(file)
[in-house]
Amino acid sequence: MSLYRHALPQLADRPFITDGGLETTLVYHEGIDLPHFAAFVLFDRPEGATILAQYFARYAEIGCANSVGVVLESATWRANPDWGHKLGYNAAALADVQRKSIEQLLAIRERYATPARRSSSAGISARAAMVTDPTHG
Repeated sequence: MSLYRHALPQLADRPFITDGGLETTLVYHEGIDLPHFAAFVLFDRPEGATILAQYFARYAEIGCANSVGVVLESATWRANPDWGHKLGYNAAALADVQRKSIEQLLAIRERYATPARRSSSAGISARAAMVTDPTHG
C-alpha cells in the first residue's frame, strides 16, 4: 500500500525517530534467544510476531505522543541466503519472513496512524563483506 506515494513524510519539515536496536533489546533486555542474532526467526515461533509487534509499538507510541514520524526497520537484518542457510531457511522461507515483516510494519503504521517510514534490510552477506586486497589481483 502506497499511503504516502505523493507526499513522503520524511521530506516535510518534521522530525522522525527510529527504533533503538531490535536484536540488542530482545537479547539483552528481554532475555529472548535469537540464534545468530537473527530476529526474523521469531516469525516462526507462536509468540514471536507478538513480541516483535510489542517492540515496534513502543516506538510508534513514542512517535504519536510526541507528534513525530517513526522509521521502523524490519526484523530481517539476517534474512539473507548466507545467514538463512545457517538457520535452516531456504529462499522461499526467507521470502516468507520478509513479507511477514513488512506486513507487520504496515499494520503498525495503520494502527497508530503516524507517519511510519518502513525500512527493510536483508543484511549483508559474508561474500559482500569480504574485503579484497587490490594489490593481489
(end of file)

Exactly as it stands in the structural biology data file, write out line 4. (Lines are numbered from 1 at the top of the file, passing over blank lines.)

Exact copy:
C-alpha cells in the first residue's frame, strides 16, 4: 500500500525517530534467544510476531505522543541466503519472513496512524563483506 506515494513524510519539515536496536533489546533486555542474532526467526515461533509487534509499538507510541514520524526497520537484518542457510531457511522461507515483516510494519503504521517510514534490510552477506586486497589481483 502506497499511503504516502505523493507526499513522503520524511521530506516535510518534521522530525522522525527510529527504533533503538531490535536484536540488542530482545537479547539483552528481554532475555529472548535469537540464534545468530537473527530476529526474523521469531516469525516462526507462536509468540514471536507478538513480541516483535510489542517492540515496534513502543516506538510508534513514542512517535504519536510526541507528534513525530517513526522509521521502523524490519526484523530481517539476517534474512539473507548466507545467514538463512545457517538457520535452516531456504529462499522461499526467507521470502516468507520478509513479507511477514513488512506486513507487520504496515499494520503498525495503520494502527497508530503516524507517519511510519518502513525500512527493510536483508543484511549483508559474508561474500559482500569480504574485503579484497587490490594489490593481489